MORE than half a million people are now on the UK’s soaring immigration backlog, which will take almost four decades to clear, MPs have warned.
There has also been a rise in the number of foreign national offenders awaiting deportation, said the home affairs select committee in its report on the old UK Border Agency (UKBA).
It warned the decision to scrap the agency and replace it with two new divisions – one in charge of immigration and visas, the other with border enforcement – was in danger of being an “exercise in rebranding”.
Of the 502,000 cases – up from 321,726 in September last year – 190,615 were people who had been refused permission to stay, but were still in the country.
A further 33,500 were live asylum cases, and 61,103 had been moved on to the criminal investigation department, while 16,100 were awaiting a decision over whether they could stay after marrying a British national.
The committee also revealed the figures include 4,149 criminals – foreign-national offenders.
“The backlog of cases has hit a staggering half a million people. This could fill Wembley Stadium six times over,” Keith Vaz MP, committee chairman, said. “At the current rate it will take 37 years to clear and the Home Office cannot confirm that this is the last of the backlogs.”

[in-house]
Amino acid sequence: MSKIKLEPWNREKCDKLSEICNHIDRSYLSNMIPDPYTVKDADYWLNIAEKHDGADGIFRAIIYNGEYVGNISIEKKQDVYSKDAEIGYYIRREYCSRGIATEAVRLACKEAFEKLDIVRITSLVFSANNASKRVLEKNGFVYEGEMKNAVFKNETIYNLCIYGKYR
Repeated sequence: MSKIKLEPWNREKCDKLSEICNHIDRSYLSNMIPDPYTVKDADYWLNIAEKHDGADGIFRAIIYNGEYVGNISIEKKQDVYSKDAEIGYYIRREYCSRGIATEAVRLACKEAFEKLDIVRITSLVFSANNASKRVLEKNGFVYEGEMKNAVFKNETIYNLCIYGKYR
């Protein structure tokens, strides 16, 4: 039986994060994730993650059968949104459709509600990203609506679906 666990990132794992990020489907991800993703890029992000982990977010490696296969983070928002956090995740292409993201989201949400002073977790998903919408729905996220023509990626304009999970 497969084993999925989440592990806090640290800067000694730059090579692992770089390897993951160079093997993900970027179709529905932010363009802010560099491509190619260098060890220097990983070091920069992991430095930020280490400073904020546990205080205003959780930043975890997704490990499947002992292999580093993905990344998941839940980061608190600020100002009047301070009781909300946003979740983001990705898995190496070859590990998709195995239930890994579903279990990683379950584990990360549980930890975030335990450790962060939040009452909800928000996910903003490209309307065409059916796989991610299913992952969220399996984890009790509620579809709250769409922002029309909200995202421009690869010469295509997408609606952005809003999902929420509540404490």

He added: “Theresa May described the UK Border Agency as ‘closed, secretive and defensive’. However, despite abolition, nothing appears to have changed apart from the name. If people at the top are not replaced, this will only be an exercise in rebranding.”
After a raft of damning reports, Home Secretary Theresa May abolished the UKBA and replaced it with UK Visas and Immigration and an Immigration Enforcement command.
The new head of the UK Visas and Immigration section, director general Sarah Rapson, warned the service will never be “perfect”. In its report, the committee said: “We are concerned this is an admission Ms Rapson does not have the resources necessary to ‘fix’ the service.”
The number of cases in the migration backlog is 502,462, the committee said, compared with 321,726 in the last report.
A total of 4,102 foreign- national offenders were living in the community awaiting deportation in the final three months of 2012, an increase of 122. The committee added that it was “deeply concerned” that spending on external consultants in the final three months of last year increased twentyfold from £27,000 to more than £500,000.
Mark Harper, immigration minister, said: “The new UK Visas and Immigration Service has a clear focus to improve visa performance and customer service, while the Immigration Enforcement command concentrates on those who break immigration laws. Both now report directly to ministers, delivering greater transparency and accountability.
“It will take a long time to clear the backlogs we inherited – but we are in a much stronger position to do so.”
Detained teen wins May case
AN Afghan teenager has won his compensation battle with the Home Office after a judge ruled he was falsely imprisoned for five weeks by immigration officials after arriving in England on a lorry.
Judge Gary Burrell QC ruled in favour of the youth – thought to be 17 – after a High Court hearing in London and said the size of a damages award would be assessed.
The teen sued Theresa May after being detained in 2011.